Australian scientists map how the immune system fights coronavirus

Scientists in Australia say they have identified how the body’s immune system fights Covid-19.

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Their research, published in Nature Medicine, shows people are recovering from the new virus like they would from the flu.

Experts say determining which immune cells are appearing should also help with vaccine development.

Globally, authorities have confirmed more than one hundred and sixty thousand cases of coronavirus and about six thousand five hundred deaths.

Study co-author Prof Katherine Kedzierska said “This [discovery] is important because it is the first time where we are really understanding how our immune system fights novel coronavirus.”

The research by Melbourne’s Peter Doherty Institute for Infection and Immunity has been praised by other experts, with one calling it “a breakthrough”.

Many people have recovered from Covid-19, meaning it was already known that the immune system can successfully fight the virus.

But for the first time, the research identified four types of immune cells which presented to fight Covid-19.

They were observed by tracking a patient who had a mild to moderate case of the virus and no previous health issues.

The forty seven year old woman from Wuhan, China, had presented to hospital in Australia. She recovered within fourteen days.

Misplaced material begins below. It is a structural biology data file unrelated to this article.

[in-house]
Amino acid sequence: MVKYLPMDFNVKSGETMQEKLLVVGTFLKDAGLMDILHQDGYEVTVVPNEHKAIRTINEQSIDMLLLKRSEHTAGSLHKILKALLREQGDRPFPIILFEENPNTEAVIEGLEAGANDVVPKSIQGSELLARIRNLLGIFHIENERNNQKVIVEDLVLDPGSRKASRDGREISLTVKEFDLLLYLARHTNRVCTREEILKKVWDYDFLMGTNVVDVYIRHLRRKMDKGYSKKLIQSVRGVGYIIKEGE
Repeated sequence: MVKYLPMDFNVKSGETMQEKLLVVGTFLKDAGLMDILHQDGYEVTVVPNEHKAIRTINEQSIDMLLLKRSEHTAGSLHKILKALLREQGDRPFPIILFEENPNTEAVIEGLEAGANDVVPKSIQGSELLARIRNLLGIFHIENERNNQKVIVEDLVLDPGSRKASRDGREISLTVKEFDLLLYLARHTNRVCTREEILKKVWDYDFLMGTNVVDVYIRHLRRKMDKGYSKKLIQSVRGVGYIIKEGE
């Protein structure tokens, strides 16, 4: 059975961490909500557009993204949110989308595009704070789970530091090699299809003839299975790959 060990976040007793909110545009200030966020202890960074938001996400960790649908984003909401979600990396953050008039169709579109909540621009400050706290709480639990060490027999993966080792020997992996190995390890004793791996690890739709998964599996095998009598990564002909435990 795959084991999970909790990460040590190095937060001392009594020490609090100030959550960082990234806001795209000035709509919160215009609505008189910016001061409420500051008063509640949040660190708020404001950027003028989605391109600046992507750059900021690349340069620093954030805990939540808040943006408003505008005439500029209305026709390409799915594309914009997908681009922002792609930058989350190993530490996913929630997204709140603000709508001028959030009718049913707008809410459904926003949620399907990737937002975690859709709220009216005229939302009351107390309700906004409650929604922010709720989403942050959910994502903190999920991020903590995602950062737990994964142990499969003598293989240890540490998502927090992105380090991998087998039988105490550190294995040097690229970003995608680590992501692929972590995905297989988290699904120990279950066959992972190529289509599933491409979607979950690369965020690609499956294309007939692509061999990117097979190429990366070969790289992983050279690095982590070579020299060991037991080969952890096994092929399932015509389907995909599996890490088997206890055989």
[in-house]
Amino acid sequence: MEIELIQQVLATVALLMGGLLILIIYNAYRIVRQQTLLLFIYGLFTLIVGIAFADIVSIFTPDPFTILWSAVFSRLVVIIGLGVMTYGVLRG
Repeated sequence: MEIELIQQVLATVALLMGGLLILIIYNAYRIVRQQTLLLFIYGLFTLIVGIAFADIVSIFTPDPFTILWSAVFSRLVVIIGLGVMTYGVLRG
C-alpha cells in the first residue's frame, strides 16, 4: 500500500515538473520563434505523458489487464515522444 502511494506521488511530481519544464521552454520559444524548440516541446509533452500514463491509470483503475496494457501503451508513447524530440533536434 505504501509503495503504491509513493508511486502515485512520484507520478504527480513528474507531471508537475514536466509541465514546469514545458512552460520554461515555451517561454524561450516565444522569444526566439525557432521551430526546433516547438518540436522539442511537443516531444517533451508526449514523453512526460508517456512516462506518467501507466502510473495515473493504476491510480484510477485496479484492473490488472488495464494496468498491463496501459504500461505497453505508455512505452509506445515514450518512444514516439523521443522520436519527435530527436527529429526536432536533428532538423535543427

Katherine Kedzierska told the BBC her team had examined the “whole breadth of the immune response” in this patient.

Three days before the woman began to improve, specific cells were spotted in her bloodstream. Katherine Kedzierska said, in influenza patients, these same cells also appear around this time before recovery.

She said “We were very excited about our results – and the fact that we could actually capture the emergence of immune cells in the infected patient prior to clinical improvement.”

She said more than a dozen scientists worked around the clock for four weeks to deliver the analysis.

Prof Bruce Thompson, dean of health sciences at Swinburne University of Technology, said identifying when the immune cells kick in can help “predict the course of the virus”.

He said “When you know when the various responses take place you can predict where you are in the recovery of the virus.”

Australia’s Health Minister Greg Hunt said the finding could also help “fast-track” a vaccine and potential treatments for infected patients.

Katherine Kedzierska said the next step for scientists was to determine why the immune response was weaker in worse cases.

She said “It is really key now to understand what is lacking or different in patients who have died or who have really severe disease – so we can understand how to protect them.”

In January the Peter Doherty Institute for Infection and Immunity became the first institute in the world to recreate the virus outside of China.

The centre has since received additional funding from the Australian government as well as donations from businesses and Chinese billionaire Jack Ma.

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